En Español

Q. Who is Mr. Smarty Plants?

A: There are those who suspect Wildflower Center volunteers are the culpable and capable culprits. Yet, others think staff members play some, albeit small, role. You can torture us with your plant questions, but we will never reveal the Green Guru's secret identity.

Help us grow by giving to the Plant Database Fund or by becoming a member

Did you know you can access the Native Plant Information Network with your web-enabled smartphone?

Share

Ask Mr. Smarty Plants

Ask Mr. Smarty Plants is a free service provided by the staff and volunteers at the Lady Bird Johnson Wildflower Center.

Search Smarty Plants
    
 
See a list of all Smarty Plants questions

Please forgive us, but Mr. Smarty Plants has been overwhelmed by a flood of mail and must take a break for awhile to catch up. We hope to be accepting new questions again soon. Thank you!

Need help with plant identification, visit the plant identification page.

 
rate this answer
1 rating

Monday - May 29, 2006

From: Asheville, NC
Region: Southeast
Topic: Erosion Control
Title: Economical, low maintenance plants for erosion control on a bank
Answered by: Nan Hampton

QUESTION:

Please advise of all species suitable for preventing bank erosion, specifically those that will cover a southern exposure 400 foot long, 15 foot high bank in western North Carolina that grows rapidly (invasive plants allowable since they can be controlled), require little to no care, and are as inexpensive as possible since my funding is limited.

ANSWER:

You don't say how steep the bank is, if it is in shade or sun, or if the soil is wet or dry. Those are all important considerations for deciding what plants will do well there. However, my first thought for plants for the area are grasses. They are easily maintained, seeds are relatively inexpensive and easy to sow, and the grasses will maintain themselves through reseeding. There are several very attractive grass species native to North Carolina:

Inland Sea Oats (Chasmanthium latifolium)
Purple lovegrass (Eragrosis spectabilis)
Gulf muhly (Muhlenbergia capillaris)
Little bluestem (Schizachyrium scoparium)

Grasses have extensive root systems that will aid in combating erosion. All of the grasses listed above do well in full sun and mesic to dry soils and inland sea oats will also do well in the shade and wetter soils. They are all less than 4 feet high.

Since seeds will be your most economical option for plants on your bank, you might consider adding some wildflower seeds for variety. Again, it will depend on the shade/sun and moisture characteristics of the slope as to which wildflowers to pick. Some suggestions for mesic-dry sunny sites are:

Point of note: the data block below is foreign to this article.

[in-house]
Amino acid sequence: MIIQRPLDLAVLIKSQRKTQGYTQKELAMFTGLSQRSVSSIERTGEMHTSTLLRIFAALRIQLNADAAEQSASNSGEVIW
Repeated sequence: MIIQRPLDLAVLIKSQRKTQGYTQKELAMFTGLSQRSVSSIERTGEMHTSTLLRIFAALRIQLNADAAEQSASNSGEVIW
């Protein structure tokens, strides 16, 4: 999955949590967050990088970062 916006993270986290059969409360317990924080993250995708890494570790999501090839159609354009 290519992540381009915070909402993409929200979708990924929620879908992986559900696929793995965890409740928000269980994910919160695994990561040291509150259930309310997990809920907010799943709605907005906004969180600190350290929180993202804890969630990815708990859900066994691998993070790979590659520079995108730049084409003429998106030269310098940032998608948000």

Early coreopsis ( Coreopsis auriculata )
Carolina phlox (Phlox carolina)
Black-eyed Susan ( Rudbeckia hirta)

If your area is shady or wet, you would want to choose other plants. You can find more suggestions on our Regional Fastpacks page where you can download the "Southeast Recommended Native Plant Species List." It lists plants, dividing them by type (Cacti and Succulents, Ferns, Grass-like, Grasses, Shrubs, Trees, Vines, and Herbaceous). It lists their distribution by state and also gives information about growth--size, bloom color and time, sun and moisture requirements. The North Carolina Native Plant Society also has a list of recommended native plants for landscaping. Additionally, they have a list of sources for native plants in North Carolina. You can also find nurseries and seed companies that specialize in native plants in your area in our National Suppliers Directory.

We would strongly discourage you from using any invasive plants. You might be able to control where they move on your slope, but you won't be able to control where seeds might go that become attached to animals or are blown by the wind or are eaten by birds and deposited somewhere distant from your site. I encourage you to read the The Invasive Plant Dilemma on the North Carolina Native Plant Society page.
 

More Erosion Control Questions

Native plants of dune erosion control in Michigan
May 30, 2008 - We care for Lake Michigan dune near our home in New Buffalo and would like to provide erosion control with native species that will also enhance the beauty of the dune with long lasting flowers. The ...
view the full question and answer

Plants for a bare clay slope in North Carolina
December 22, 2011 - Hi - I live near Raleigh North Carolina (border of the coastal plain and Piedmont). I have about 1/2 acre that was excavated for a geothermal heating/cooling system and now I need to stabilize it a...
view the full question and answer

Plants for bridge foundation erosion control in WV .
July 05, 2010 - There is a stream on my property that I must cross to get to my house from the road (stream is about 6 - 8 feet wide, with 5 to 6 foot banks). I've recently had to have the bridge repaired, and the ...
view the full question and answer

Plants to prevent riverbank erosion in VA
March 05, 2011 - Looking for a plant to prevent erosion on a riverbank on the Rappahannock River in Virginia. Prefer something low, bank is a bit steep for regular mowing but could be mowed infrequently. Riverbank h...
view the full question and answer

Erosion control in Ft. Wright KY
June 02, 2010 - My house sits on a hillside. On the back and behind a somewhat large concrete deck there is a retention wall that protects the deck, but after that there is this large area (at least 24X20 ft), that ...
view the full question and answer

Support the Wildflower Center by Donating Online or Becoming a Member today.
E-NEWSLETTER | BECOME A MEMBER | DONATE NOW | MEDIA | JOBS | SITEMAP | STAFF INTRANET
© 2016 Lady Bird Johnson Wildflower Center